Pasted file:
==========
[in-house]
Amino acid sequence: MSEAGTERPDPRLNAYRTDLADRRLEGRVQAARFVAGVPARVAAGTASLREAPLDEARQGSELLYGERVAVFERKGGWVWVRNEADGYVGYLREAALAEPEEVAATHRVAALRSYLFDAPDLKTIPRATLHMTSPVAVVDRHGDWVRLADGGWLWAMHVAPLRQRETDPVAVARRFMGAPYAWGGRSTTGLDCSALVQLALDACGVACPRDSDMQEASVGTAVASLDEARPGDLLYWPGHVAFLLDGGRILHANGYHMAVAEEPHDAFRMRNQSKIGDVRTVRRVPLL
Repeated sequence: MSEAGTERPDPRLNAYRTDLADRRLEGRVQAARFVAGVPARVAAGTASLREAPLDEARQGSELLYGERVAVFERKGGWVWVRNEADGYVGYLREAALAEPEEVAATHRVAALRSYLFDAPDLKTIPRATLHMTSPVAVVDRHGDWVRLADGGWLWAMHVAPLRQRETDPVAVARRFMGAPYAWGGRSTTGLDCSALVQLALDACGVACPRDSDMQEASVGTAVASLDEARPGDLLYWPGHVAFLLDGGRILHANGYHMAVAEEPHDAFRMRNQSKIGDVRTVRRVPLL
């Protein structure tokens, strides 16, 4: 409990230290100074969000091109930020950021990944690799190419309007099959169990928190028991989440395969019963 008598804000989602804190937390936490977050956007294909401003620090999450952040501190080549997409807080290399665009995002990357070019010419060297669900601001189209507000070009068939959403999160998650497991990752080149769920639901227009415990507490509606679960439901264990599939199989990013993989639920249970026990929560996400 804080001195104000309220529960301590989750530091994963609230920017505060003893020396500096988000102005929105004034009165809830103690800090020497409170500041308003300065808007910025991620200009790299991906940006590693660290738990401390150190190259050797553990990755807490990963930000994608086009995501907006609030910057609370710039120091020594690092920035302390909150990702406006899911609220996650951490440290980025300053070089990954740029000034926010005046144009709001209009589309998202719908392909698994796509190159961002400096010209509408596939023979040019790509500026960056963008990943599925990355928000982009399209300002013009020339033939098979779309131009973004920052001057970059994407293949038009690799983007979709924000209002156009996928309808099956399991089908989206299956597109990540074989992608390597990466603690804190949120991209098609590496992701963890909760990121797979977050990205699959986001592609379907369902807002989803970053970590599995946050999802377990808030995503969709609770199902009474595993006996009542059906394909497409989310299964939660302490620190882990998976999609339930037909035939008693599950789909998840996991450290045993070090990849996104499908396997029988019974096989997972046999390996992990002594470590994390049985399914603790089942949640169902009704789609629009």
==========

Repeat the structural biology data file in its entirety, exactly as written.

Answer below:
[in-house]
Amino acid sequence: MSEAGTERPDPRLNAYRTDLADRRLEGRVQAARFVAGVPARVAAGTASLREAPLDEARQGSELLYGERVAVFERKGGWVWVRNEADGYVGYLREAALAEPEEVAATHRVAALRSYLFDAPDLKTIPRATLHMTSPVAVVDRHGDWVRLADGGWLWAMHVAPLRQRETDPVAVARRFMGAPYAWGGRSTTGLDCSALVQLALDACGVACPRDSDMQEASVGTAVASLDEARPGDLLYWPGHVAFLLDGGRILHANGYHMAVAEEPHDAFRMRNQSKIGDVRTVRRVPLL
Repeated sequence: MSEAGTERPDPRLNAYRTDLADRRLEGRVQAARFVAGVPARVAAGTASLREAPLDEARQGSELLYGERVAVFERKGGWVWVRNEADGYVGYLREAALAEPEEVAATHRVAALRSYLFDAPDLKTIPRATLHMTSPVAVVDRHGDWVRLADGGWLWAMHVAPLRQRETDPVAVARRFMGAPYAWGGRSTTGLDCSALVQLALDACGVACPRDSDMQEASVGTAVASLDEARPGDLLYWPGHVAFLLDGGRILHANGYHMAVAEEPHDAFRMRNQSKIGDVRTVRRVPLL
């Protein structure tokens, strides 16, 4: 409990230290100074969000091109930020950021990944690799190419309007099959169990928190028991989440395969019963 008598804000989602804190937390936490977050956007294909401003620090999450952040501190080549997409807080290399665009995002990357070019010419060297669900601001189209507000070009068939959403999160998650497991990752080149769920639901227009415990507490509606679960439901264990599939199989990013993989639920249970026990929560996400 804080001195104000309220529960301590989750530091994963609230920017505060003893020396500096988000102005929105004034009165809830103690800090020497409170500041308003300065808007910025991620200009790299991906940006590693660290738990401390150190190259050797553990990755807490990963930000994608086009995501907006609030910057609370710039120091020594690092920035302390909150990702406006899911609220996650951490440290980025300053070089990954740029000034926010005046144009709001209009589309998202719908392909698994796509190159961002400096010209509408596939023979040019790509500026960056963008990943599925990355928000982009399209300002013009020339033939098979779309131009973004920052001057970059994407293949038009690799983007979709924000209002156009996928309808099956399991089908989206299956597109990540074989992608390597990466603690804190949120991209098609590496992701963890909760990121797979977050990205699959986001592609379907369902807002989803970053970590599995946050999802377990808030995503969709609770199902009474595993006996009542059906394909497409989310299964939660302490620190882990998976999609339930037909035939008693599950789909998840996991450290045993070090990849996104499908396997029988019974096989997972046999390996992990002594470590994390049985399914603790089942949640169902009704789609629009």